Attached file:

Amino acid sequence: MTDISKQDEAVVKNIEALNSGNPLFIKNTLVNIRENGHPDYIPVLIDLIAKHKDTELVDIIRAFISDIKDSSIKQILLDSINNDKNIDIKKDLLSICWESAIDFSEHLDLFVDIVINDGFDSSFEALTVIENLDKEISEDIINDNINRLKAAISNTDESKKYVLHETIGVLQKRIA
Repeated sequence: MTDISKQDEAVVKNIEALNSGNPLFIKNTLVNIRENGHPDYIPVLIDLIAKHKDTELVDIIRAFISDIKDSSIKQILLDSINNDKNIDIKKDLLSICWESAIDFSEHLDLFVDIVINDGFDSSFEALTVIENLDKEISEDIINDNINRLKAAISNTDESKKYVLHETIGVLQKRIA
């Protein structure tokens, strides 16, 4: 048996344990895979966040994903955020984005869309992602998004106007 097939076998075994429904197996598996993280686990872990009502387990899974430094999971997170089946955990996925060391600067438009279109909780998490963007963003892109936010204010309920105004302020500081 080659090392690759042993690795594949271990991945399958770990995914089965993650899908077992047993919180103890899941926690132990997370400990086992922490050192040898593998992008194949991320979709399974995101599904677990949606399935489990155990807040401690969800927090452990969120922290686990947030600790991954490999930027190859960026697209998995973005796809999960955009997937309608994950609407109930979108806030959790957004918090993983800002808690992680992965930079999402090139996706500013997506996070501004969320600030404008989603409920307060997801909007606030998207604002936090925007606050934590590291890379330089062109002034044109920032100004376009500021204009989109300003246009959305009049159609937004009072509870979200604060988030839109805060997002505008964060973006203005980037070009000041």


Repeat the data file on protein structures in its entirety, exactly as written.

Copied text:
Amino acid sequence: MTDISKQDEAVVKNIEALNSGNPLFIKNTLVNIRENGHPDYIPVLIDLIAKHKDTELVDIIRAFISDIKDSSIKQILLDSINNDKNIDIKKDLLSICWESAIDFSEHLDLFVDIVINDGFDSSFEALTVIENLDKEISEDIINDNINRLKAAISNTDESKKYVLHETIGVLQKRIA
Repeated sequence: MTDISKQDEAVVKNIEALNSGNPLFIKNTLVNIRENGHPDYIPVLIDLIAKHKDTELVDIIRAFISDIKDSSIKQILLDSINNDKNIDIKKDLLSICWESAIDFSEHLDLFVDIVINDGFDSSFEALTVIENLDKEISEDIINDNINRLKAAISNTDESKKYVLHETIGVLQKRIA
């Protein structure tokens, strides 16, 4: 048996344990895979966040994903955020984005869309992602998004106007 097939076998075994429904197996598996993280686990872990009502387990899974430094999971997170089946955990996925060391600067438009279109909780998490963007963003892109936010204010309920105004302020500081 080659090392690759042993690795594949271990991945399958770990995914089965993650899908077992047993919180103890899941926690132990997370400990086992922490050192040898593998992008194949991320979709399974995101599904677990949606399935489990155990807040401690969800927090452990969120922290686990947030600790991954490999930027190859960026697209998995973005796809999960955009997937309608994950609407109930979108806030959790957004918090993983800002808690992680992965930079999402090139996706500013997506996070501004969320600030404008989603409920307060997801909007606030998207604002936090925007606050934590590291890379330089062109002034044109920032100004376009500021204009989109300003246009959305009049159609937004009072509870979200604060988030839109805060997002505008964060973006203005980037070009000041």